• Is there anything you would like to add or offer participants of #GTS2016 #InspiringWhatsNext?

      I have a different take, being now an economist and social thinker in addition to being an entrepreneur since I originally dropped out of computer science school (and earlier). One has to look at the monetary system to understand the underlying drivers. In many ways, it's like plate tectonics: invisible, slow — and inexorable.

  • Frode Odegard | Lean Systems Institute

    • What was your first experience using what you thought was «high technology»? What has replaced this technology today?

      I basically grew up in my parents’ lab — they had a small embedded systems company. I was assembling circuit boards as a summer job at eight and by thirteen I was writing compilers. So I was very lucky in that for me none of these things were especially wondrous, they were just a natural part of my childhood. That was unusual back then, but it is much more commonplace today. I think the first piece of hardware that really blew me away was my first Sun workstation. It had a huge high-resolution screen, lots of storage and it ran a real operating system.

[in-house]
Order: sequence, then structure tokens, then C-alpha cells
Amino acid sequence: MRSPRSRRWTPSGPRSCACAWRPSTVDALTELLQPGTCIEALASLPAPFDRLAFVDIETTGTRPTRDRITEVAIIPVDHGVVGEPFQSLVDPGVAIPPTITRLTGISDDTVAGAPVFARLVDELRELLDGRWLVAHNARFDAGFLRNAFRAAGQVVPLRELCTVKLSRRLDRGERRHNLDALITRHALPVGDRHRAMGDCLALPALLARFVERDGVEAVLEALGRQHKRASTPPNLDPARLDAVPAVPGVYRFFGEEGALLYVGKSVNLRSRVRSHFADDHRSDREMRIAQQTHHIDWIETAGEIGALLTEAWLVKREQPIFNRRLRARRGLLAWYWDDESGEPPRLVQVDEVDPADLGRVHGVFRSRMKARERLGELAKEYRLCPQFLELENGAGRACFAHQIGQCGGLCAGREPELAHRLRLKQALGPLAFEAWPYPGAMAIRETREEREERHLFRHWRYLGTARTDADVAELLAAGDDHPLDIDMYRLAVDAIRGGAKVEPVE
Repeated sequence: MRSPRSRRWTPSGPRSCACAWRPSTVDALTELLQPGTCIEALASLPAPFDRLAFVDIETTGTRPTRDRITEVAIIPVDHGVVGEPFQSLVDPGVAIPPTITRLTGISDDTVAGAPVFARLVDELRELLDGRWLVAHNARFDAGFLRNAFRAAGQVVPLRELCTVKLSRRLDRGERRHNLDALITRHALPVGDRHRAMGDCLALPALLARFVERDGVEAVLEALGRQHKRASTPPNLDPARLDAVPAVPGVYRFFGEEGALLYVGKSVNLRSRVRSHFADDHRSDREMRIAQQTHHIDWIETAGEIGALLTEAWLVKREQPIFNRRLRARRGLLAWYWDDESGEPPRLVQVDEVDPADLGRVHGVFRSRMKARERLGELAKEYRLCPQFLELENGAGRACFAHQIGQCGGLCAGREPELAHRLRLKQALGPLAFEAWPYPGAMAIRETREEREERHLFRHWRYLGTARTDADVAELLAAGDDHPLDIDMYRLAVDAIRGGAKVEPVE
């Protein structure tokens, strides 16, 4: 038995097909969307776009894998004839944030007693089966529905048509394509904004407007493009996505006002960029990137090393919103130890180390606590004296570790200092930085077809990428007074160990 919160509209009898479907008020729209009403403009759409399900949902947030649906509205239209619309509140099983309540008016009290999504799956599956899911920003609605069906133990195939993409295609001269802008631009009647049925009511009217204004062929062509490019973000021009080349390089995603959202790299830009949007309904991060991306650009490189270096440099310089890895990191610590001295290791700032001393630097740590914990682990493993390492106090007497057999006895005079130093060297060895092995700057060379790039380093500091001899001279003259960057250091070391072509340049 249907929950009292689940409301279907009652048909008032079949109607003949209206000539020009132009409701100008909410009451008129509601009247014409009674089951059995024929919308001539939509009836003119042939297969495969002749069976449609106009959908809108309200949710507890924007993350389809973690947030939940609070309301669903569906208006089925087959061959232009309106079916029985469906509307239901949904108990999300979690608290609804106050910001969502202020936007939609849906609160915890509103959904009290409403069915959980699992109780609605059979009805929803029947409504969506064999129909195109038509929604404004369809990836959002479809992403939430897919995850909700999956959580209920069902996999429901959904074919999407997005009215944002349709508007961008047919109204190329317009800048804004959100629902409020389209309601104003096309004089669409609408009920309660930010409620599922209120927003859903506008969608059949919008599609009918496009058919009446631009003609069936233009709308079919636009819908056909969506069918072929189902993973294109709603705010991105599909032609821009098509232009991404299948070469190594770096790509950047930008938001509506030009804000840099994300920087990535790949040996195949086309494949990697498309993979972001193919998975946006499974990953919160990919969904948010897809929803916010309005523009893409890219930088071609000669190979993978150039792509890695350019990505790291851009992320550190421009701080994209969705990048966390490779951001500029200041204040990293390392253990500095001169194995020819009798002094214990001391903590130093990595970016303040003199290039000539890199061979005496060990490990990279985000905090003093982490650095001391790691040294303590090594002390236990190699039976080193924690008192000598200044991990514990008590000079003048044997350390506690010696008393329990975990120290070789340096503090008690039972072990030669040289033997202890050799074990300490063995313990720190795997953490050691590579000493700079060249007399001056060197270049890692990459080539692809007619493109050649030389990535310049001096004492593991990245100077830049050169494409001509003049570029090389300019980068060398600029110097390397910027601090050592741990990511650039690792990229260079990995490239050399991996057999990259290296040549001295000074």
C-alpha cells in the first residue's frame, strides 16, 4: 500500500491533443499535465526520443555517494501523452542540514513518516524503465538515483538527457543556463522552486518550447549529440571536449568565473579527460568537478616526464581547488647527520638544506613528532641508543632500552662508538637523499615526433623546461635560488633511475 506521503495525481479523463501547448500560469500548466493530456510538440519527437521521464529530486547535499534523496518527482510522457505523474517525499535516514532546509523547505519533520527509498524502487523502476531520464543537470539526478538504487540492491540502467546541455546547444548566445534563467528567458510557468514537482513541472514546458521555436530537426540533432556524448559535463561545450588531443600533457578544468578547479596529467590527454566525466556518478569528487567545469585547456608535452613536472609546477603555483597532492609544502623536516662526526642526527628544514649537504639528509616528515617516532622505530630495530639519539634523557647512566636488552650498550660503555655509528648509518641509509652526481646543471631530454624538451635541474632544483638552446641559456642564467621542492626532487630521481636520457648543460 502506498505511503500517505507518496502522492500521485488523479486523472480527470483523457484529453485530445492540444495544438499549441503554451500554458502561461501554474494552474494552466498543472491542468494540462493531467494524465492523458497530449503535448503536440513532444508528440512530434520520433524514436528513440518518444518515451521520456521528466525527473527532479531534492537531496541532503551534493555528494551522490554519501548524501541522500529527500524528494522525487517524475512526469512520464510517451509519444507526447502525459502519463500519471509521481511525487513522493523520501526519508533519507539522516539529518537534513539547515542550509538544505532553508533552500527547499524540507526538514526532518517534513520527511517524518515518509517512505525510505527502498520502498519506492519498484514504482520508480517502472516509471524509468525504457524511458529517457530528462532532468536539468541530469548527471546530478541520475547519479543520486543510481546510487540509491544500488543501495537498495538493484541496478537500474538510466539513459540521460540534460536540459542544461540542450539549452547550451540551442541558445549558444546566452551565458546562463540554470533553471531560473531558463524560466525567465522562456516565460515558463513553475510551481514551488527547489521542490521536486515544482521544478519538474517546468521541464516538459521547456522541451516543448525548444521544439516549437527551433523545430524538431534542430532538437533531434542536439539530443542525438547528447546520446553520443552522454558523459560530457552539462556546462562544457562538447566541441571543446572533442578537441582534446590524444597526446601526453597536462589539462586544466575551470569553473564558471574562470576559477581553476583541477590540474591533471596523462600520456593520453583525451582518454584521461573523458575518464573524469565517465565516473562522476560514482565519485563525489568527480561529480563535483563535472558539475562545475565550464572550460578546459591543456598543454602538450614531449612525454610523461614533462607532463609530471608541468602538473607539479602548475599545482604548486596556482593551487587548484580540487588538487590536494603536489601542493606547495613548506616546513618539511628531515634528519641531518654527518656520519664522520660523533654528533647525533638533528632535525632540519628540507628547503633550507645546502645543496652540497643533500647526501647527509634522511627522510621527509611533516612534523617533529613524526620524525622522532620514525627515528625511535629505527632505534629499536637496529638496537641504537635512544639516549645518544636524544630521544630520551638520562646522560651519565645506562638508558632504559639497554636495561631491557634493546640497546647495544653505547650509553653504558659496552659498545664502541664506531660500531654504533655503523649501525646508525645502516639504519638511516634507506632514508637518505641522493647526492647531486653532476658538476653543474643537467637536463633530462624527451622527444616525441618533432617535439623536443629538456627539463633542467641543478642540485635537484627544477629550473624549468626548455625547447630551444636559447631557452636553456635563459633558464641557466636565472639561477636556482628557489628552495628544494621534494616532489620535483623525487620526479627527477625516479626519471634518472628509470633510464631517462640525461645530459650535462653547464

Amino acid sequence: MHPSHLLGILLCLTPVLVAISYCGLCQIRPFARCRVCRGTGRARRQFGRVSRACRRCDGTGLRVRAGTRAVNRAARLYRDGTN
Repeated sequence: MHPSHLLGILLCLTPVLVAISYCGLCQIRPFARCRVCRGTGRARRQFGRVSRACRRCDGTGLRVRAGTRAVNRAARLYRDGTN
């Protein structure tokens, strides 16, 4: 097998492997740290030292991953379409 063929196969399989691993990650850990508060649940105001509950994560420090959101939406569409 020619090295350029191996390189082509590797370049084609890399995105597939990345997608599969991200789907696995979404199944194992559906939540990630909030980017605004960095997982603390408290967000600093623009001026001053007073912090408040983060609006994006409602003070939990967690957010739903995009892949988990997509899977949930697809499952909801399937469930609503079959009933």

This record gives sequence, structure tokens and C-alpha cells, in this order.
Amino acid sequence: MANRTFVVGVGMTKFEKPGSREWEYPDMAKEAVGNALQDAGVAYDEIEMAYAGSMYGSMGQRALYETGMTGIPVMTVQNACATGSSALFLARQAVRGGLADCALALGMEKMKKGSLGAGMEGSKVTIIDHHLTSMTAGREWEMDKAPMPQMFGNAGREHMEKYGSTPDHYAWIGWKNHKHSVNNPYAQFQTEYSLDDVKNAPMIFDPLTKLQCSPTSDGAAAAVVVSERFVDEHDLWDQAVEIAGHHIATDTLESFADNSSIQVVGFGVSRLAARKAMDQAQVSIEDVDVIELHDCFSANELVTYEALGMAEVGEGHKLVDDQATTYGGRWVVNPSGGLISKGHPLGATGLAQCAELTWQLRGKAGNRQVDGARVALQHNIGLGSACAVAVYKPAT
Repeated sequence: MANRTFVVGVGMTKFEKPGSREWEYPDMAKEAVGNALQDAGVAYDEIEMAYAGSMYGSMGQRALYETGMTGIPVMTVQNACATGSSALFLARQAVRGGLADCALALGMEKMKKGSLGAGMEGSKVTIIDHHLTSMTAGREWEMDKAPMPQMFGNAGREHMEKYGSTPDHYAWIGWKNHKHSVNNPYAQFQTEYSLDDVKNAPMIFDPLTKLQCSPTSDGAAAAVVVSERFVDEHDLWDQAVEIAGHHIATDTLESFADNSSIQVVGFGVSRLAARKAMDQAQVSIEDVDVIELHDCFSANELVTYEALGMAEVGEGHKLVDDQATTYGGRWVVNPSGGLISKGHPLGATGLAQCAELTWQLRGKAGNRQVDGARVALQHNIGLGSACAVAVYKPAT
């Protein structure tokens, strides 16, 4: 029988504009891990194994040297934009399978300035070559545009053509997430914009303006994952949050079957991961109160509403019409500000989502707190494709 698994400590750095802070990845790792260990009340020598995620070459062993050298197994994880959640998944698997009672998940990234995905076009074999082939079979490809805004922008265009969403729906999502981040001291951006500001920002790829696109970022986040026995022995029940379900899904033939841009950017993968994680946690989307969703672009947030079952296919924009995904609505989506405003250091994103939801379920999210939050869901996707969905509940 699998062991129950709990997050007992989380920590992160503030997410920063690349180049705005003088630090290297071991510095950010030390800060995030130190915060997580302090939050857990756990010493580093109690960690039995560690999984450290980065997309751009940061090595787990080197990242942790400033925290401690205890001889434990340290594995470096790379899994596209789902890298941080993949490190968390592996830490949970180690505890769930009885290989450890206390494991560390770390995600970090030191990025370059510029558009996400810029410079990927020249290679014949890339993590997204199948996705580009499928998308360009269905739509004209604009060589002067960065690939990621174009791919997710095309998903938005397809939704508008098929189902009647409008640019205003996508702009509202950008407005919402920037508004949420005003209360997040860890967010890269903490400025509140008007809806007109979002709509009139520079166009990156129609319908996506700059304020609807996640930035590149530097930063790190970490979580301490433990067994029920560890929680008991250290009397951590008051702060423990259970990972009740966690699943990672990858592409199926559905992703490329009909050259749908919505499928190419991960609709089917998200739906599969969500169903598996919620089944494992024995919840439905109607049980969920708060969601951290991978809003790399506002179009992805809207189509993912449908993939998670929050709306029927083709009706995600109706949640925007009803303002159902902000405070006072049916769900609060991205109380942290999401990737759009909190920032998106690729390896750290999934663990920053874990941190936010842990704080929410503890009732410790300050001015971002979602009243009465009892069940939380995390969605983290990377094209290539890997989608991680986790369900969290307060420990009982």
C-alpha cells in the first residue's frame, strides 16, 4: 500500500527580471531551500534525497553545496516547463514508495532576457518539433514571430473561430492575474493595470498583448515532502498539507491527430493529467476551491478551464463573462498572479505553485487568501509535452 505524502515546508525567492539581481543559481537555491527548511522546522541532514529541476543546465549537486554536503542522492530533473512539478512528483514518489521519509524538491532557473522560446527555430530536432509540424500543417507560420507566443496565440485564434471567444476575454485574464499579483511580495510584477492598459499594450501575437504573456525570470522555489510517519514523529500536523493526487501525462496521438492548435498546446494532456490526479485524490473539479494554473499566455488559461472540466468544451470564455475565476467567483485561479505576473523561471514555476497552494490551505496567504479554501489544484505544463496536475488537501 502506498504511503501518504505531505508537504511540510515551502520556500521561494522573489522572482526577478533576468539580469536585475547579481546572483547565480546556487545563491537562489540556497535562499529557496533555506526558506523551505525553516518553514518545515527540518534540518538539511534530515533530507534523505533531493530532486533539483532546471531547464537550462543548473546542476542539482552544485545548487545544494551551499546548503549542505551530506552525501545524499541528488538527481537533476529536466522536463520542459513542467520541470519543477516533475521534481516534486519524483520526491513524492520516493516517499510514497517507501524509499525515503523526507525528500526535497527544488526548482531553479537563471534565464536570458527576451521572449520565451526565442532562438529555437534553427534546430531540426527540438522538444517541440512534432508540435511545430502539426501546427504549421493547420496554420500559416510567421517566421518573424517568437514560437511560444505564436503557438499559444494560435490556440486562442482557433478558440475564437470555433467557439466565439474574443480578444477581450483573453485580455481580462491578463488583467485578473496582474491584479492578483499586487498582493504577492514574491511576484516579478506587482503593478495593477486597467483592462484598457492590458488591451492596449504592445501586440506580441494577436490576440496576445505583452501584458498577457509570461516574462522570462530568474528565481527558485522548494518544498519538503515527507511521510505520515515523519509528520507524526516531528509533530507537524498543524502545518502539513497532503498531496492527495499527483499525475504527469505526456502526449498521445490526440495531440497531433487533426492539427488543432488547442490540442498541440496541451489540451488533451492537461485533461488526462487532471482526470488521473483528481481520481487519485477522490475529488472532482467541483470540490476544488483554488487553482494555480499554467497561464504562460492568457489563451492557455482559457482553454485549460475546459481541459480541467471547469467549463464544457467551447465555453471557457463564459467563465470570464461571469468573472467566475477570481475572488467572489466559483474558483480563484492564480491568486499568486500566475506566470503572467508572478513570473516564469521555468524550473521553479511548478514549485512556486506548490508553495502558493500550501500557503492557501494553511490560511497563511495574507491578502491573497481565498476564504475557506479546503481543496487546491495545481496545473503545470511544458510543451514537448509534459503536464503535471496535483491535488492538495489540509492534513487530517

Now Smartphones and wearables are everywhere, with tremendous computing power and ubiquitous Internet connectivity at our fingertips. I love my Macs, my iPhone and especially my iPad Pro. The next new thing that really will blow people away is Augmented Reality (AR). It will deeply affect how we interact with machines and with each other. I have no doubt that AR will be a strong contributor to our transformation into a  post-industrial civilization. Machine learning is also developing rapidly and becoming much more accessible to developers. When these two technologies interact, that will truly be magical.

    • What do you foresee as the hottest industry-changing technology trends in the next 10 years?

      In the years ahead I think we will be shifting rapidly from a vertical to a horizontal approach. We need to customize the journey for each student. An important challenge is going to be developing viable new careers for people who will lose their jobs due to machine learning and robotics. We are talking about a lot of people who will need retraining, and many of them will have to go from a high school education to something like a master’s degree. We need to figure out how to build new business models and investment vehicles so we can invest in these individuals over the long term. This is a big challenge — and also a  trillion-dollar economic opportunity. My friend David Nordfors who co-founded Innovation 4 Jobs is doing very exciting work in this area.